The ghost of Facebook pixel tracking on VPN websites is back!
Running a VPN service has a lot to do with building trust. Most of us are not really aware of what happens online, behind the binary shroud. We don’t know when we’re being tracked or where that data ends up going. That’s why trust is so important – mostly, we can only trust that a VPN is doing what they say. We have no means to infiltrate datacenters, hack emails, or engage in subterfuge to get to the truth. Watching Netflix is a lot more fun than playing David in his fight against the mighty digital Goliath!
Sadly, trust is brittle and VPN providers don‘t always play by their own rules. Recently, an unfortunate report made the rounds, demonstrating that many top VPN providers have a Facebook pixel on their websites. This means users‘ behavior on these sites is tracked and the data funneled to Facebook for marketing benefits. We‘ll get to why that‘s problematic in a bit, but there‘s some interesting history here. When the story broke (only a few months back!), many VPN providers mentioned in it quickly responded and removed their Facebook pixel. Time went on, the story stopped mattering, and, what do you know – Facebook pixels are in vogue again and so is tracking your behavior on VPN websites!
We’ve taken a look at the websites of our top 15 VPNs, and listed our findings below. Some are repeat offenders. They got caught the first time and quickly removed the pixel, only to reinstate it after the fire died down. These are:
- CyberGhost VPN
Below you’ll see how our top 15 looks:
It‘s great to see that some have nothing to report. Others are new to this thing, so let‘s give them a warm welcome!
As early as last week we reported about an issue with VPN providers using Gmail. ExpressVPN and ZenMate responded and even accused us of sensationalism. Yet here we are again.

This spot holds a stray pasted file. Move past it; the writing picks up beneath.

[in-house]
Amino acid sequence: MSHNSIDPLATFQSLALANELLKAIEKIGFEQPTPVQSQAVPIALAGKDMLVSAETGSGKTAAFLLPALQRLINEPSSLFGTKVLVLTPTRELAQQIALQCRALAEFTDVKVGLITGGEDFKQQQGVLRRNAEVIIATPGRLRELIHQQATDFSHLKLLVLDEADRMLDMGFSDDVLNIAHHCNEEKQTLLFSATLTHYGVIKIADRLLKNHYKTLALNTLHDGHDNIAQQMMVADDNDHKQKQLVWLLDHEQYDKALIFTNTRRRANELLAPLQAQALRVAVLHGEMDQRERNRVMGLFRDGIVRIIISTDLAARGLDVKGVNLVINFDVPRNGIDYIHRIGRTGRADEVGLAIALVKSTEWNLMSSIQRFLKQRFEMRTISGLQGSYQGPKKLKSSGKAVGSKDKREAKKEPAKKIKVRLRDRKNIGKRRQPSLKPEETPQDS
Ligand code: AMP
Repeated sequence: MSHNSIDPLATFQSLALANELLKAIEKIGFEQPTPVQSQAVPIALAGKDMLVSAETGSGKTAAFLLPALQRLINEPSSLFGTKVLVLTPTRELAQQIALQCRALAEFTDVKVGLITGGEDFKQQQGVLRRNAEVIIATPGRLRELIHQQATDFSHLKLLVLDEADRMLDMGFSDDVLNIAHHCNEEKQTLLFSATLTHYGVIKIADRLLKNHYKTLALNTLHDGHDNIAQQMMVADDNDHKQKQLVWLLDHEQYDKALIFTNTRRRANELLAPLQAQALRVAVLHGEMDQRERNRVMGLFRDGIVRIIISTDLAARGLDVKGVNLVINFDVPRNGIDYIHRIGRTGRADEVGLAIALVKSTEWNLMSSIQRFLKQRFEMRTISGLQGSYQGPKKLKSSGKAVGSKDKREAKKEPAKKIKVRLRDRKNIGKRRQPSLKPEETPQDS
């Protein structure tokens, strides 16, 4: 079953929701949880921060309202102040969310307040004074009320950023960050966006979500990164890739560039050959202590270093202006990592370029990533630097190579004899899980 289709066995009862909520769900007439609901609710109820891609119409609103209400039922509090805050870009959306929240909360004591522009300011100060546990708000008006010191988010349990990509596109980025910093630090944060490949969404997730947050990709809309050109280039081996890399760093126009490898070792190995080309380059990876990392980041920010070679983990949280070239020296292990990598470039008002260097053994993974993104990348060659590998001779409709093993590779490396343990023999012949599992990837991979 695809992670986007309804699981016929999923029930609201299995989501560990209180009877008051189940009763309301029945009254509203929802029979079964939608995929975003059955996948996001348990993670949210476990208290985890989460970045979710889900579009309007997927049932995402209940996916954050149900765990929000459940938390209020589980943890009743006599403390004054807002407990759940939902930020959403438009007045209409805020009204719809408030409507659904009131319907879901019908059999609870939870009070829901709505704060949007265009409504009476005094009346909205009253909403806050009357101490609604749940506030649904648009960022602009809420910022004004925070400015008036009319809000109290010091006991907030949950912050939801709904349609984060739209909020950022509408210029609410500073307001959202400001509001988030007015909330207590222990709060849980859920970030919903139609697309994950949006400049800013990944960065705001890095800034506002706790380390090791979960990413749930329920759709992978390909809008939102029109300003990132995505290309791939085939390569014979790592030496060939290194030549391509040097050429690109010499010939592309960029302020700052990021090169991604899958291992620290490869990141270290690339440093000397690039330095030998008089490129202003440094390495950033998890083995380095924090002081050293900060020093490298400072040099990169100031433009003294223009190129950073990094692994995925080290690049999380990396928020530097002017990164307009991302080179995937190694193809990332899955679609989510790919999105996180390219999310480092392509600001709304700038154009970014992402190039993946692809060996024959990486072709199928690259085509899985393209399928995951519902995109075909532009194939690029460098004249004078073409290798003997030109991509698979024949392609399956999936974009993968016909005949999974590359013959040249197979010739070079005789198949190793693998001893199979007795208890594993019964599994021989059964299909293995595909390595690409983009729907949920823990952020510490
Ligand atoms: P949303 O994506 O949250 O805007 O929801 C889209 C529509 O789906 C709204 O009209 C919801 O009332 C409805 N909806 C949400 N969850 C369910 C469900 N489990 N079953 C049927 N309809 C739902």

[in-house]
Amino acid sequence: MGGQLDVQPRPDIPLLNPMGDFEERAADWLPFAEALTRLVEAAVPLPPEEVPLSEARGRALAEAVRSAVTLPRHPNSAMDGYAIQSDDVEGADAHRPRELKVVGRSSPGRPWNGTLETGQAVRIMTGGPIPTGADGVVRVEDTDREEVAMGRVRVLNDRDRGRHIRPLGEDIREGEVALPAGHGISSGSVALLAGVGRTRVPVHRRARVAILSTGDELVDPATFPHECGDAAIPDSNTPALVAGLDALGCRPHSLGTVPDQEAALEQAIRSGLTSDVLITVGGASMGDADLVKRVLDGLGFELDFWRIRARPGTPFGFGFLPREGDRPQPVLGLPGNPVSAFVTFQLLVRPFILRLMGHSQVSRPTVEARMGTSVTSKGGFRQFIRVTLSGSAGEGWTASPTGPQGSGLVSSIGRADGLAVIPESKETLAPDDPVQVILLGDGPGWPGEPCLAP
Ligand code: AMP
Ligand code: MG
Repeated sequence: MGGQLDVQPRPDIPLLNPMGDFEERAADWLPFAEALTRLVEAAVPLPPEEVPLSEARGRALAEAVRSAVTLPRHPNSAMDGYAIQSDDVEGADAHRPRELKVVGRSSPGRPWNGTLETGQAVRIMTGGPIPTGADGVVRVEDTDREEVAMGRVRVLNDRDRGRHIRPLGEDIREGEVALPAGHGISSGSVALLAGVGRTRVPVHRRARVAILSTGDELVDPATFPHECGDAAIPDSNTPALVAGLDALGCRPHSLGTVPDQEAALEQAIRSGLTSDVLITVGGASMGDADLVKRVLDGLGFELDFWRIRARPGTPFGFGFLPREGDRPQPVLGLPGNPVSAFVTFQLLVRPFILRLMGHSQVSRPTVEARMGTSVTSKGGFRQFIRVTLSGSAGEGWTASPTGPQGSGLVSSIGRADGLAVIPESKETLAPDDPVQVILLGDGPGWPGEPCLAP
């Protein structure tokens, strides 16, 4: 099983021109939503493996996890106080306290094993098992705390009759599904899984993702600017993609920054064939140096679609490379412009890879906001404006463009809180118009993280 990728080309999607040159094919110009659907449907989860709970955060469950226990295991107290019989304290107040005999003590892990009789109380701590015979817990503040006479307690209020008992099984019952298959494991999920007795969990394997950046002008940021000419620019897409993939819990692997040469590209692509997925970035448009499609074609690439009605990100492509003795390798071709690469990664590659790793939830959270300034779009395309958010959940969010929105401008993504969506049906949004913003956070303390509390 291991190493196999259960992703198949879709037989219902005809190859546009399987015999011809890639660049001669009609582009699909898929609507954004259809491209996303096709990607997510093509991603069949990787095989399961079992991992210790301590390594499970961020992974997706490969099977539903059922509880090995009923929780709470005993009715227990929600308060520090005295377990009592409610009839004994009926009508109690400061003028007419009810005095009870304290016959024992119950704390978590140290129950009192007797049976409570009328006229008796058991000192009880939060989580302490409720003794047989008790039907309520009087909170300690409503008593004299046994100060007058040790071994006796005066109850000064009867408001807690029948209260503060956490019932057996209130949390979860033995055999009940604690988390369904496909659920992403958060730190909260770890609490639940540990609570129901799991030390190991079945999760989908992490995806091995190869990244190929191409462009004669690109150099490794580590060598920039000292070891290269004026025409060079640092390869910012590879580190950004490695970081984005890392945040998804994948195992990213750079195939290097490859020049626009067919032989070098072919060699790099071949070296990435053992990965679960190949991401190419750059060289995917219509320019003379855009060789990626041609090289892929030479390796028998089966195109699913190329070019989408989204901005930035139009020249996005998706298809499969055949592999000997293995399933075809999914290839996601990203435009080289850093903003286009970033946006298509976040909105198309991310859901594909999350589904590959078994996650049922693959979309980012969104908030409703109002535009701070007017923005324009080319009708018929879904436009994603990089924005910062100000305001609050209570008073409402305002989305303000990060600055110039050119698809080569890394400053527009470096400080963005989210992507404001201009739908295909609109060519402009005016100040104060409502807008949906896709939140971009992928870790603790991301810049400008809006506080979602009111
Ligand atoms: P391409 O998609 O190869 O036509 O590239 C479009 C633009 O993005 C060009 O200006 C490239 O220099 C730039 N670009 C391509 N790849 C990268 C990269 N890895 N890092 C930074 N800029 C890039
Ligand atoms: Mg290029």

We‘re surprised to see CyberGhost VPN on this list – they are generally quite good with your privacy. Then there‘s two more big names – Private Internet Access and IPVanish – and some others.
We‘re happy to see that PrivateVPN, Hotspot Shield, and VyprVPN, all of which were mentioned in the previous report, are not using a Facebook pixel – good job! And there are also some VPNs that have never used it to our knowledge, and are not using it now – namely, NordVPN and TorGuard.
What is the Facebook pixel and why should you care?
A Facebook pixel is code you can include in the code of your website to track certain “events”. You get to decide what those events are – here’s a list from Facebook:
Using this data, Facebook can provide more efficient advertising (for you or for others). Two particular tools come to mind: lookalike audiences and custom audiences. The first may use data gathered from pixels to build groups of people with similar interests (some who perhaps have never even visited a pixel website). The second might exclude one from VPN adverts if you’ve already bought a VPN (for example). Facebook can easily match web browsing data to your personal profile, meaning they can personalize to a very high level. It’s not merely about big audiences – it’s also about getting personal with complex ID matching, your Facebook profile leaving a trace all over the web, and so on. Using these techniques they can efficiently track you even across devices.
We can debate these marketing practices to no end, but that’s not really the point. The real problem is that Facebook controls the information tracked by pixels, and, as we all know, they don’t have the best privacy record. Although it dealt with a different type of issue, the Cambridge Analytica scandal showed the level of concern for privacy you can expect from Facebook. Do you want them to know you’re using a VPN?
Then there’s the issue of the government. You may think it’s not so bad Facebook knows you’re using a VPN, but then you’re just not doing things the government really doesn’t like. If you’re hacking into DNC servers to influence an election, that knowledge may be quite crucial! (Don’t do that, by the way)
VPNs are supposed to keep your online activities private, and mostly they do. But, somehow, they have no issue being a threat to privacy themselves! So, we have a rhetorical question: how do you trust a thief?